How Do Bus Lane Cameras Work?

It’s all too easy to drive in a bus lane by mistake. If you find yourself accidentally driving in a bus lane, the best thing to do is to leave it as soon as it’s safe to do so.

Unfortunately, even if nobody saw you driving in the bus lane, you might still have to pay a fine. This is because many councils now use CCTV to monitor their bus lanes.

In this post we’ll explain how bus lane cameras work, which will help you understand what happens next if you’re caught driving in a bus lane.

How Do Bus Lane Cameras Work?

Local councils are increasingly using CCTV to monitor bus lanes. Some bus lane cameras are fixed. Others are mobile, and only used during the bus lane’s operating hours. If the camera detects a vehicle illegally driving, stopping or parking in a bus lane, it will automatically record some footage – usually at least eight seconds’ worth.

Local traffic enforcement officers will periodically review this footage. If they decide you’ve broken the law, they’ll look up your vehicle registration and send you a penalty charge notice (PCN). You should get this PCN within a few weeks of the incident.

Driving in a Bus Lane Fine

Inside Greater London, the fine for driving in a bus lane is £160, or £80 if you pay within 14 days. Outside of Greater London, the fine is £65, or £30 if you pay within 14 days. But you won’t get any points on your licence if you drive in a bus lane by mistake.

That means that you don’t have to worry about your mistake affecting your car insurance premium.

How to Appeal Your Bus Lane Fine (PCN)?

You can appeal your PCN if you have reasonable grounds. There are times when it’s perfectly fine to drive in a bus lane. For example, some bus lanes have set operating hours, and outside of these hours, it’s legal to drive in the bus lane so long as it’s safe to do so.

Look out for a blue sign by the side of the road. This sign won’t just tell you the bus lane’s operating hours. It will also tell you whether any other vehicles besides buses are allowed to use the lane. Some bus lanes are also open to taxis, motorcycles, and cyclists.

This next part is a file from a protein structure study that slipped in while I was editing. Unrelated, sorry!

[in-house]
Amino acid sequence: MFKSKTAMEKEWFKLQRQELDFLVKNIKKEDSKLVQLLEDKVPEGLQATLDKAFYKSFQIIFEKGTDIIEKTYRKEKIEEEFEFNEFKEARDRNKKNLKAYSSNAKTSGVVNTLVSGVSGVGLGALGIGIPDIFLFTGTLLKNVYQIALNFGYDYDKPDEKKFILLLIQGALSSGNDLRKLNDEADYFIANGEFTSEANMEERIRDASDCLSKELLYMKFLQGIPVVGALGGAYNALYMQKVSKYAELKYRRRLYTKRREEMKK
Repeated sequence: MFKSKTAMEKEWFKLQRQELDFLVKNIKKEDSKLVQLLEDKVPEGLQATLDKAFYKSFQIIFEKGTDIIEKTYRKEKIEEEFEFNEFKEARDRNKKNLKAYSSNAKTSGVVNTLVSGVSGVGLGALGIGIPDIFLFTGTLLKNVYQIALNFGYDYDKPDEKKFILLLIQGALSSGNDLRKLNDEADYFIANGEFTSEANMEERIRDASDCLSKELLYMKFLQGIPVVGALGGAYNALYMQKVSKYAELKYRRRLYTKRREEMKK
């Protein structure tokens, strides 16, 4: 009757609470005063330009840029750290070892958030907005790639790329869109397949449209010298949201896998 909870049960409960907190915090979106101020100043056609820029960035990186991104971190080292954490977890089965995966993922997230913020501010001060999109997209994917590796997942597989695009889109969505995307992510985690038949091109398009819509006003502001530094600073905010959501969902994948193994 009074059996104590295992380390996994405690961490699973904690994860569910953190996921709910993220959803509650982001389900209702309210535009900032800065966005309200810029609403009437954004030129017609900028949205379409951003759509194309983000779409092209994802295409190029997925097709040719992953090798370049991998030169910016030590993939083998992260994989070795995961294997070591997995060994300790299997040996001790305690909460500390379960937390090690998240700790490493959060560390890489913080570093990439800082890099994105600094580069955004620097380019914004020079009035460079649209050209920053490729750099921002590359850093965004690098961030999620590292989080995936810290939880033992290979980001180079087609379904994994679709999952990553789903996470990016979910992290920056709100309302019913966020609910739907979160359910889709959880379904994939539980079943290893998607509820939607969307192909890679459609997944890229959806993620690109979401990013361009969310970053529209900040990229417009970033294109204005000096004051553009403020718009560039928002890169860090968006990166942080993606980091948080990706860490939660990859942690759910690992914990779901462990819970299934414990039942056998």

If you see no blue sign, it’s best to assume that the bus lane is in use 24/7, so don’t be tempted to use it. But if you get a PCN for driving in a bus lane outside of the lane’s operating hours, then you can absolutely appeal.

It’s also fine to drive in a bus lane to make way for an emergency vehicle – so long, of course, that it’s safe to do so, and so long as you leave the bus lane as soon as the emergency vehicle’s passed. You can also temporarily pass into a bus lane if there’s an obstruction in your lane. Again, if you get a PCN for using a bus lane for these reason, you can appeal.

Making Your Case

Thanks to bus lane cameras, if you drive in a bus lane, either accidentally or on purpose, there’ll be clear video evidence of the incident. So if you had a good reason for using the bus lane, the video will back you up, and your appeal should be successful.

The PCN itself should give you all the information you need to appeal. And if your appeal is unsuccessful, you can also appeal to an independent tribunal. But for this, you might ultimately have to go to court, which could be more trouble than it’s worth. In many cases, it’s probably best to just pay the fine!


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